***I received a copy of this book for free in exchange for an honest review***
SYNOPSIS: Kitty Hayward and her mother have recently moved to New York, but after only a few days her mother vanishes without a trace, the hotel workers act like they don’t know her, and Kitty is left homeless and penniless. She stumbles across Magruder’s Curiosity Cabinet and the assortment of carnie folk that live their promise to give her a home and help find her mother. However little does anyone know that something far worse is looming on the horizon.
***There Will Be Spoilers In This Review***
Before I go into the reasons that this book didn’t catch my interest I will say that this book is extremely well written and starts of strong. Wood did an amazing job of creating the world of early 1900s Coney Island and she populated her world with a wonderfully diverse and fascinating cast of characters. You have Rosalind (who is biologically male, but is very much a gender fluid character), Zeph (an African American man missing his legs), P-Ray (a Turkish boy who doesn’t speak English), Nazan (I don’t think it’s ever explicitly stated she’s Turkish, but her family is from that area of the world), Spencer (a rich young man who has a heart of gold), Enzo (Rosalind’s Italian boyfriend with a scarred face), and Timur (the mad scientist who lives in the attic). These characters (along with our heroine, Kitty) form a weird family that would do anything for each other and I love how instantaneous a lot of the relationships are. You can tell just how much they all care for and about each other in the chaos that their world is becoming. There is something lovable about every single character (except the villains of course) and I wanted so badly to love this book, but alas it was not meant to be. A fair warning, this book gets real depressing real fast, but not even in the shatter-your-heart-and-fix-it-back-up way that books like The Book Thief do. First of all Wood did a wonderful job of creating an air of mystery and suspense, but at the half-way point all the mysteries were solved leaving Wood nowhere to go. I wanted a manic energy to this because it’s revealed that a plague is spreading through the island, but instead I got a slow moving story with characters that I loved and that was the only reason I could find to push forward. Second there is an unnecessary, unsatisfying character death. Spencer dies for literally no reason and it made me so mad, but because it was almost the end of the book I owed it to myself to see just how it all could possibly end. In my opinion if you’re going to kill off a lovable character, then that character’s death needs to impact everyone else in a profound way and you also need to kill off a couple of other characters that are well-liked to make some sort of balance in the narrative. Spencer’s death literally had no impact. Sure Nazan cried, but after a brief funeral it was like he never really existed. It did not need to happen at all because the story moved on and he didn’t even have the plague. It would’ve been more impactful and more heartbreaking if P-Ray died on the plague than Spencer just randomly getting bumped off. While I did love the writing and I loved the world, I don’t think the plot was strong enough to hold everything together. I wanted to be thoroughly heart-broken the way some other fairly sad historical fiction novels have done, but sadly that did not happen. There are plenty of people who truly loved this book, but I am not one of them.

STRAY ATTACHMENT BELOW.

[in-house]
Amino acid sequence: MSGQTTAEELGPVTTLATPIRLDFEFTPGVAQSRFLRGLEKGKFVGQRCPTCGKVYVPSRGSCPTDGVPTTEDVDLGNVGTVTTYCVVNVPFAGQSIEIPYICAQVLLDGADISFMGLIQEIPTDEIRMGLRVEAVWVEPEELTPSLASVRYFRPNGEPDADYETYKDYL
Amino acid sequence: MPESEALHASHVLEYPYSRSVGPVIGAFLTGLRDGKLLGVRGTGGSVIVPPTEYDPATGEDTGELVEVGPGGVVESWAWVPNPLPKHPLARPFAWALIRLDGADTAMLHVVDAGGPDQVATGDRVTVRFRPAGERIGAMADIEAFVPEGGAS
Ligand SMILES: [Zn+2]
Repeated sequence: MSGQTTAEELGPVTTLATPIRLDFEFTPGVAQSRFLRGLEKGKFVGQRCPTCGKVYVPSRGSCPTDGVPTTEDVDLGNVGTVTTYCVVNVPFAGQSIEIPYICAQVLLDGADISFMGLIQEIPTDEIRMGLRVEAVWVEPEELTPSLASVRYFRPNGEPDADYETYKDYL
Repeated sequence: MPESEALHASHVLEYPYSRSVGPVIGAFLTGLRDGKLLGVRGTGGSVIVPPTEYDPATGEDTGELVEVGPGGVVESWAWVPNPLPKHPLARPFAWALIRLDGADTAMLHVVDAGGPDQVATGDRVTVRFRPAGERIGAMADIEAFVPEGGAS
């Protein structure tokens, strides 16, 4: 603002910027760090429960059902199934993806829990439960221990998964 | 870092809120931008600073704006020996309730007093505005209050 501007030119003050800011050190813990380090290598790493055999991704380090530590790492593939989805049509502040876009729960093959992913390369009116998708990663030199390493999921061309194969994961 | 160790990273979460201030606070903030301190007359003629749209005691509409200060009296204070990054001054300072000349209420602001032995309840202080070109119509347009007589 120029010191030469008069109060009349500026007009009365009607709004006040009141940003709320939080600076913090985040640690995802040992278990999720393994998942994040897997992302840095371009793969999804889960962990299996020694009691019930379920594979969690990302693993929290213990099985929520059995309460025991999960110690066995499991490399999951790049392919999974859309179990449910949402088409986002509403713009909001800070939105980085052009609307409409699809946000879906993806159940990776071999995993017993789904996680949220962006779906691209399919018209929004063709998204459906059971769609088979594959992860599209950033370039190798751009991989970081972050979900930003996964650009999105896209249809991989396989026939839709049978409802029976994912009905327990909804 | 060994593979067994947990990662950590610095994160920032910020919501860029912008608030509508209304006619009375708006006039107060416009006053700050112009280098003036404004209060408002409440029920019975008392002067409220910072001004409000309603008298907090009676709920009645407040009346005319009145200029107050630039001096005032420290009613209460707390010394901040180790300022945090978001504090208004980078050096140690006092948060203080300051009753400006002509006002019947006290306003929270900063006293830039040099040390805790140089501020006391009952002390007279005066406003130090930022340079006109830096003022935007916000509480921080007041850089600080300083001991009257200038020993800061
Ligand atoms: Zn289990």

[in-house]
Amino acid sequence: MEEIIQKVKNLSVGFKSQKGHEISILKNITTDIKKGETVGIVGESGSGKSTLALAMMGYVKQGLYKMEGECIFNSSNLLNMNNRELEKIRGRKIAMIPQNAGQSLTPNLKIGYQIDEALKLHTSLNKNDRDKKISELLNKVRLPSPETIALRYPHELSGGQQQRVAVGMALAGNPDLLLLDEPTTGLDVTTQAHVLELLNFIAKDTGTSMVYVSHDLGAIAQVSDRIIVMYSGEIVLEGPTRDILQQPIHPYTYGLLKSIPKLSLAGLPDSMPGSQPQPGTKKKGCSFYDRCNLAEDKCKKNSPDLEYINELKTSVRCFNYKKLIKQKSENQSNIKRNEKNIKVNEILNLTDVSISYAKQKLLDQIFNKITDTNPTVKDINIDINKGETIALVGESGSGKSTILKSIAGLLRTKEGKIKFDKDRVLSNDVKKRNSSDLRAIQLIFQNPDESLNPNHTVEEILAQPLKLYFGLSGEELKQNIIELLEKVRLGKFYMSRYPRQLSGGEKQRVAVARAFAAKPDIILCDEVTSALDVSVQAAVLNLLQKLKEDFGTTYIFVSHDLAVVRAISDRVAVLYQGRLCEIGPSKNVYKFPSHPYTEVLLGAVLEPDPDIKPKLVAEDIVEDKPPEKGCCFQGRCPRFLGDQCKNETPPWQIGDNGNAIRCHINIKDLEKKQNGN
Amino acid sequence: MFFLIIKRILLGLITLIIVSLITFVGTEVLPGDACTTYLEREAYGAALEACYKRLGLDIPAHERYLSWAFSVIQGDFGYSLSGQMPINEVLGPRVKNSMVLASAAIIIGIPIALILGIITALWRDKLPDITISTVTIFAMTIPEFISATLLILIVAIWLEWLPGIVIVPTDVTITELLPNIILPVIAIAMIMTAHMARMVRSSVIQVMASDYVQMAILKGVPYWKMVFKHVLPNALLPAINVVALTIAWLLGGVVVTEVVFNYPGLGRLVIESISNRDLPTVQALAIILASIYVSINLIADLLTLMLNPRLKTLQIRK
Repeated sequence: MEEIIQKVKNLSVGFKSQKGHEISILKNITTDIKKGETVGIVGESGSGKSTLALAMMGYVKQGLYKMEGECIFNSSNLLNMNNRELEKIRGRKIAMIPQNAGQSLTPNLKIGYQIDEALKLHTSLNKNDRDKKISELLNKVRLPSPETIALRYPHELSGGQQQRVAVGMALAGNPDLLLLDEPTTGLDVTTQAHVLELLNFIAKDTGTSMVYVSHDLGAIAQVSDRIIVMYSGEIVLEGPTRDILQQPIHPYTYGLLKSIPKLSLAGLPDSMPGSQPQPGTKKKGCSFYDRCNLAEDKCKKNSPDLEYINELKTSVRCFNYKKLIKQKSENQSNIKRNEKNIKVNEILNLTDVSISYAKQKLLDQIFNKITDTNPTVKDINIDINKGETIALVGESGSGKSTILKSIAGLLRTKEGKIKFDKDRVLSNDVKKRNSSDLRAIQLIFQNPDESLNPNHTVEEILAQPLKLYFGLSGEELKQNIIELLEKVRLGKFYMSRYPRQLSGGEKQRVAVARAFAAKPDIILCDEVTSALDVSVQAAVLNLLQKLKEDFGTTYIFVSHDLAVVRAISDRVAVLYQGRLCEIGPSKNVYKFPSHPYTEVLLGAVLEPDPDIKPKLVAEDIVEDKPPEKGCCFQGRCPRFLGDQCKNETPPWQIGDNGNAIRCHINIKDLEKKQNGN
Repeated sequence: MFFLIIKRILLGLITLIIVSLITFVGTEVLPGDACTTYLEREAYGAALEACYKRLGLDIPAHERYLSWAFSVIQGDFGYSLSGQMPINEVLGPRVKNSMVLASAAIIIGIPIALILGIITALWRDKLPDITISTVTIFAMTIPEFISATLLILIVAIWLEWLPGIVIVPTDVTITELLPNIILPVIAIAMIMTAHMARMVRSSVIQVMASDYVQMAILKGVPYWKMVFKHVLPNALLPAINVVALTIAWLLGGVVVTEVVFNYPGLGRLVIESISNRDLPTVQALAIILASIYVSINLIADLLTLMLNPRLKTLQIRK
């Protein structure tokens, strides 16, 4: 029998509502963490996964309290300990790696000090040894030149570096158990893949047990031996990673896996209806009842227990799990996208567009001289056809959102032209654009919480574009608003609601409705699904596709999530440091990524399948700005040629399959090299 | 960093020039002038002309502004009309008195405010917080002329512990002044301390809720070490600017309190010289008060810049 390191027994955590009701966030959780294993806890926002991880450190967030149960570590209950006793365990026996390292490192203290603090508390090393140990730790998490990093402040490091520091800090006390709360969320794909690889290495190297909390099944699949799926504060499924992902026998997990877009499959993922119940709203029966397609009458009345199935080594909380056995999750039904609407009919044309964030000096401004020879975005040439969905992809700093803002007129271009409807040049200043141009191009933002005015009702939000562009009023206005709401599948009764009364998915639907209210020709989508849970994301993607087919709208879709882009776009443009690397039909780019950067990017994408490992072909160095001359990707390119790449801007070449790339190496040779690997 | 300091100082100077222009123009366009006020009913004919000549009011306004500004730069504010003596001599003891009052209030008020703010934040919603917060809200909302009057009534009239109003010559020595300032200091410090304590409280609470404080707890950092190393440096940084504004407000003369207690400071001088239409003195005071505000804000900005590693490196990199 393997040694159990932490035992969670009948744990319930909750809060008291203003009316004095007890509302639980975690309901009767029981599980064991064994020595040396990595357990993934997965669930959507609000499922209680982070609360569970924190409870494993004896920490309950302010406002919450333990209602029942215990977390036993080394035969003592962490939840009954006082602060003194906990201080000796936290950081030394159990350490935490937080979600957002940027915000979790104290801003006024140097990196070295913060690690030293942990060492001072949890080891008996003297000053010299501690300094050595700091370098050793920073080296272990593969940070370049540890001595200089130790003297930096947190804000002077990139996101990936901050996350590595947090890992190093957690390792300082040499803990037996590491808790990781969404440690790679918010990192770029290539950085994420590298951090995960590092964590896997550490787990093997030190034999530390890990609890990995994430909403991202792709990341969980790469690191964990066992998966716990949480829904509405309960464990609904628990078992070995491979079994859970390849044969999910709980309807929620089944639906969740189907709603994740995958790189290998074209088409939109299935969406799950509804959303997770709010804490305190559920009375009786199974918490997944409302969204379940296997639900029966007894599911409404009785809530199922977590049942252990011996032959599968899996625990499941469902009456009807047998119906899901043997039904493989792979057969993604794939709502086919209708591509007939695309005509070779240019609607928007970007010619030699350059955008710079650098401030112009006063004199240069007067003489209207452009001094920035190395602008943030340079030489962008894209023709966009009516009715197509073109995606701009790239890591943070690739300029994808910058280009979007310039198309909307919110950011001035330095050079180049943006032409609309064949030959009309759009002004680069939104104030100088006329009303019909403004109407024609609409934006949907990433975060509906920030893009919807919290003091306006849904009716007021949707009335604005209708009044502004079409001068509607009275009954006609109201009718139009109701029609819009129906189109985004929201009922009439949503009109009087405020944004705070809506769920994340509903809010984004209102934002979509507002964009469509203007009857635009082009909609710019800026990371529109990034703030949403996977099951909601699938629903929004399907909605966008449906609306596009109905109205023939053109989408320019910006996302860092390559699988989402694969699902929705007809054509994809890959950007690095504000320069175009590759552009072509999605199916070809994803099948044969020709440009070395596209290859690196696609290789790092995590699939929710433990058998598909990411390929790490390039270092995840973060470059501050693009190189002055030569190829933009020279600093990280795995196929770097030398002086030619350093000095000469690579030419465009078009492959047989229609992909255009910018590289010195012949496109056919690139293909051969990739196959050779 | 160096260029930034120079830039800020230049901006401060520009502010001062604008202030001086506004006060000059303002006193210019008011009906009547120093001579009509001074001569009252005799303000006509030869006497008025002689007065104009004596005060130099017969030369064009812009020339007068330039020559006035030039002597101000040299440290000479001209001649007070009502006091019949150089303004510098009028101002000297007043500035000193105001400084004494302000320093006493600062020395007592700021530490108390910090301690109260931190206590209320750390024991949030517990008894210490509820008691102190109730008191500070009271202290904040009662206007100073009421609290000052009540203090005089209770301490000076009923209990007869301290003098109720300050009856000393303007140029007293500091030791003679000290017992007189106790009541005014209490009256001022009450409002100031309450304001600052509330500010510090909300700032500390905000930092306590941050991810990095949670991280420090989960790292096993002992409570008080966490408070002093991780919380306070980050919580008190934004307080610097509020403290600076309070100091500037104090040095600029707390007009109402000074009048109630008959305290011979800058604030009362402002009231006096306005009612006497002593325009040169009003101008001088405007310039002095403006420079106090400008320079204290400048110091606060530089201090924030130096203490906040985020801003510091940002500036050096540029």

Thanks your Sourcebooks for allowing me to read this book! Buy it here.